IGN gave the games a 9/10, a higher rating than any of the other Nintendo DS Pokémon games. The review praised the games for renewing interest in the series, though criticized some of the new Pokémon designs, explaining that "aside from a weaker lineup of monsters (largely an aesthetic complaint), this is the best Pokémon has to offer on every level, renewing my waning interest in monster battling".[8] Jeremy Parish of Retronauts criticized Black and White, commenting that he grew tired of it shortly after starting and feeling like it was too similar to all previous Pokémon games. He further went on to say that EVs and IVs, invisible mechanics in the game, are not necessarily beneficial. By contrast, he noted that it would be great to new players. He also compared it to the Pokémon Mystery Dungeon games and Final Fantasy XIII, arguing that they all share the common element of being bad before they get good. Fellow Retronauts contributor Justin Haywald criticized the games' release on the DS, which had received two main Pokémon series games published before them.[111] GamesRadar editor Carolyn Gudmundson stated "It may not break the Pokemon mold, but Black/White offers enough new content coupled with the series' classic, deep battle mechanics to make it endlessly playable. If you could only play one game for the rest of your life, this would be a wise choice."[107]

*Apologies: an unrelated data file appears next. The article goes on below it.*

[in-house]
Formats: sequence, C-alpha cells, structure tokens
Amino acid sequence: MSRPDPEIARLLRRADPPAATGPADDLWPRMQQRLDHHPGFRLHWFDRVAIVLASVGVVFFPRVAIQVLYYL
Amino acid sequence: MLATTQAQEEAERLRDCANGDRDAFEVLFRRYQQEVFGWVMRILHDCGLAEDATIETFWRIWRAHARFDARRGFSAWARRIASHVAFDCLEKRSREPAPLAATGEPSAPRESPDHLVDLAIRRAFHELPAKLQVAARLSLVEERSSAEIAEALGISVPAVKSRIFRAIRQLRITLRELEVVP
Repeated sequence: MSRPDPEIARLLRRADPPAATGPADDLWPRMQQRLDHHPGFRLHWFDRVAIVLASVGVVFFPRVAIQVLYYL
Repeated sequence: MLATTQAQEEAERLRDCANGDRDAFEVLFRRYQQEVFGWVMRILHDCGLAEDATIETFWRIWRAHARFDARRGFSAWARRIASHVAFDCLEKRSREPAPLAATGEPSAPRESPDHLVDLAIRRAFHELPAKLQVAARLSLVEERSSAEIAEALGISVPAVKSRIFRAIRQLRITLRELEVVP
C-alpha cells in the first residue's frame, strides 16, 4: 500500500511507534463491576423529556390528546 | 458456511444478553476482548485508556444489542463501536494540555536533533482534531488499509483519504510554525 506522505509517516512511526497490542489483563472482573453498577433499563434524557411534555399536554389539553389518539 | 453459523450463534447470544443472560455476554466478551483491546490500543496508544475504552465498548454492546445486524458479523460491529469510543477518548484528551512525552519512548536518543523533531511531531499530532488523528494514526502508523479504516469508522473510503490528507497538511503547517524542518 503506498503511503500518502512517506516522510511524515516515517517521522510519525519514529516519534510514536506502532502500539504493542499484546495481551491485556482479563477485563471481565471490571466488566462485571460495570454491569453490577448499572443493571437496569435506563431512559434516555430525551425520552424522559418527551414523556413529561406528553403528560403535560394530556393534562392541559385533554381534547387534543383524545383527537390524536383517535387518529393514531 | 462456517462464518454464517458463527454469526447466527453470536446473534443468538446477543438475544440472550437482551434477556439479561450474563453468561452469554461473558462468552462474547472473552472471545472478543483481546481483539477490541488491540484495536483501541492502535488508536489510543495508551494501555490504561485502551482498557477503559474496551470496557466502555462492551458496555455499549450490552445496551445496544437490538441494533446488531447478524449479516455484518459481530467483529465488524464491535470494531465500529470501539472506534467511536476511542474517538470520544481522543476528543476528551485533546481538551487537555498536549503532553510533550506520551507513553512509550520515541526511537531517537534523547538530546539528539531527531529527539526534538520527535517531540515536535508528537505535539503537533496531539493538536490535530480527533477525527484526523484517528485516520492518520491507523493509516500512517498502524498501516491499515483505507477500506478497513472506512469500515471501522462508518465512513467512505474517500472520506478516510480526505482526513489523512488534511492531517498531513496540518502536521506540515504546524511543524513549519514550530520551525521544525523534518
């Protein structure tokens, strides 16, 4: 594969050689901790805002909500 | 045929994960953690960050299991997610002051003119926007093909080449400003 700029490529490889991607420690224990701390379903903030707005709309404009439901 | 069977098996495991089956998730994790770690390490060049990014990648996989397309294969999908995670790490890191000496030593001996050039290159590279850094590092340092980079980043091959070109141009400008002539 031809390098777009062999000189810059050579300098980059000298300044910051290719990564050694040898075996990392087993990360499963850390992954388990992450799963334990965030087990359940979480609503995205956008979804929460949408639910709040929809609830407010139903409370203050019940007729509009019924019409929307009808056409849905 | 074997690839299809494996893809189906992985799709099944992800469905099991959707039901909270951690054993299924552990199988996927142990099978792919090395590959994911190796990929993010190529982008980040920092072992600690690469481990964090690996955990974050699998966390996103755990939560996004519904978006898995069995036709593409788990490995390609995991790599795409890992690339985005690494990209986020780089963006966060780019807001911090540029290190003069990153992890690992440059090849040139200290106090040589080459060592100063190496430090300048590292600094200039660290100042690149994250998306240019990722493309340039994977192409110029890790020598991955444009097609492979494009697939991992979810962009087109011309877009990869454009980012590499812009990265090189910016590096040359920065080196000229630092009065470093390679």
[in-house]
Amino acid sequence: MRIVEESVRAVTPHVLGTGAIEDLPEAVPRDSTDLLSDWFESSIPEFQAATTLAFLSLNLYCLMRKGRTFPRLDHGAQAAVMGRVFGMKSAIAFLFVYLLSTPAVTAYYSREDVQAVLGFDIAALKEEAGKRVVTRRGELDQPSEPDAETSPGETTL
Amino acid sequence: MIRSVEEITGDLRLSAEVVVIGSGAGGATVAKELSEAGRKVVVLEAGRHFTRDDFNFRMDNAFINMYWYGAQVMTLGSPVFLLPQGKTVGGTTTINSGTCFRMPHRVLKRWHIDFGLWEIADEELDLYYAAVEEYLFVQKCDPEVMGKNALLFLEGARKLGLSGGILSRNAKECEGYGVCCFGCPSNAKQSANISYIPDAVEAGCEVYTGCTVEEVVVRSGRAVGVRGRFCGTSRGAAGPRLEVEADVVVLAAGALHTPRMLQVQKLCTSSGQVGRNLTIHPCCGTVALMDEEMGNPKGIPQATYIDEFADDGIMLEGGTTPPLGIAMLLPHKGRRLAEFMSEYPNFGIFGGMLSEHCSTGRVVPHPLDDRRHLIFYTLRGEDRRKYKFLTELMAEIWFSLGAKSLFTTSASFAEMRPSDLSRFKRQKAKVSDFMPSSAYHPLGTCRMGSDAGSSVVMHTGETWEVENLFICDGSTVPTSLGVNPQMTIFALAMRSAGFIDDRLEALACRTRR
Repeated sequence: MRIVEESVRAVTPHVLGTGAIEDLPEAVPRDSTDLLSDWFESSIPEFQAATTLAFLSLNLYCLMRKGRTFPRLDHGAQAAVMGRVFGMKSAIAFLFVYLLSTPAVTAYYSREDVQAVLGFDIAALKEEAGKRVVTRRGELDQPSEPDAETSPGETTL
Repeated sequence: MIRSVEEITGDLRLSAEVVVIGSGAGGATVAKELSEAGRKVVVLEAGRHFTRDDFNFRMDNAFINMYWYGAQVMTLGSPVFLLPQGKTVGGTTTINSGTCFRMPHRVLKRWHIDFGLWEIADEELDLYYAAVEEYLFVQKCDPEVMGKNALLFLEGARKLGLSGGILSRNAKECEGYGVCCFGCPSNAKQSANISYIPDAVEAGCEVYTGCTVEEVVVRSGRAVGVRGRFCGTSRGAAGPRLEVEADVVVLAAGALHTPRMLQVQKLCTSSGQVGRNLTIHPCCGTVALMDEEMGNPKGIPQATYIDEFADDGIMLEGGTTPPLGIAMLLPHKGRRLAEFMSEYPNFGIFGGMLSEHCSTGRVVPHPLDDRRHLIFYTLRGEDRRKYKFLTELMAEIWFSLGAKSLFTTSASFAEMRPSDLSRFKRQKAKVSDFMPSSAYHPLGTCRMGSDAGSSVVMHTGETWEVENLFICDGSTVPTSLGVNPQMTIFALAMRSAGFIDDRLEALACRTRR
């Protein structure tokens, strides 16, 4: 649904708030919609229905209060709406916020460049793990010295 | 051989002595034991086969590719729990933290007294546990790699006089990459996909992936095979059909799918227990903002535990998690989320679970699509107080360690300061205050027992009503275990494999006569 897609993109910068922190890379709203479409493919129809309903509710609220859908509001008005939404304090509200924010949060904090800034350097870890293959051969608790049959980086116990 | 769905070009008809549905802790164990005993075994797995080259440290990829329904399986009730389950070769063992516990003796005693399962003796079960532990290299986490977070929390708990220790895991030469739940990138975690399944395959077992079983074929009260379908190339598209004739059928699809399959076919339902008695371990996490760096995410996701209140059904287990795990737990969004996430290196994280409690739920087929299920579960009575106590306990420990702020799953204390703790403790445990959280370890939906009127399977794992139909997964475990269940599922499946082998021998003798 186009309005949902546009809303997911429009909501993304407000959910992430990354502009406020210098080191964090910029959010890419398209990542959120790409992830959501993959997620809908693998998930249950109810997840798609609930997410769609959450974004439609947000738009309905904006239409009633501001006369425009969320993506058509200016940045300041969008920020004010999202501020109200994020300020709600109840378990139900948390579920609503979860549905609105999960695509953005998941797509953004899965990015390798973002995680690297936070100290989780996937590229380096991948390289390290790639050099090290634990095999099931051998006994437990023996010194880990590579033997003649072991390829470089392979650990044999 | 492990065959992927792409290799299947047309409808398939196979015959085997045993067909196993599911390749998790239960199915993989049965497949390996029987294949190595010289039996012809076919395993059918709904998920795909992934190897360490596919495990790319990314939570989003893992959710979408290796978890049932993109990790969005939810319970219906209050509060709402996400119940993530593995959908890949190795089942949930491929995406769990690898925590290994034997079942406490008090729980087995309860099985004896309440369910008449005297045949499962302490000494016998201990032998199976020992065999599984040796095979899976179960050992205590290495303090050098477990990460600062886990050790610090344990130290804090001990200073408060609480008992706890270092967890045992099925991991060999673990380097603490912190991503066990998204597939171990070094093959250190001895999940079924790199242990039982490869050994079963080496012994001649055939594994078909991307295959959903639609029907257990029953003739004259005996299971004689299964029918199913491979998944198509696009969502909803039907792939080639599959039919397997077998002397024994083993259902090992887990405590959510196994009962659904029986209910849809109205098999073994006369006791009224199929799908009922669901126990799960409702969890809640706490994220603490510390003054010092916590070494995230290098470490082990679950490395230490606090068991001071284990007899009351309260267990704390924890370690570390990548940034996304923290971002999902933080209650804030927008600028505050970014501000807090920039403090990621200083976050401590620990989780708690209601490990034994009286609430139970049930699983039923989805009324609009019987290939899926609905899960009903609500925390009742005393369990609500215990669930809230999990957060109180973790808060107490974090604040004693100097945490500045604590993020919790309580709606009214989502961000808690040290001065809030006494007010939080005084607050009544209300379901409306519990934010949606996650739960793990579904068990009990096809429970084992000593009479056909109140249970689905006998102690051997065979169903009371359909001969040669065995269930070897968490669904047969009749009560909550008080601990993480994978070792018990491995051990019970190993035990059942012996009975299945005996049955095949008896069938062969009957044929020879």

Commercial performance[edit | edit source]

In August 2010, one month before the games' release in Japan, Pokémon Black and White gained a total of 1.08 million pre-orders, becoming the fastest game on the Nintendo DS to break the one million mark.[112] In the first two days on sale, it sold more than 2.6 million copies,[113] becoming the biggest launch in the series history in Japan.[114] By November 3, the games had sold over 4.3 million copies in Japan.[115] As of January 9, 2011, the games became the fastest DS titles to sell five million copies.[116]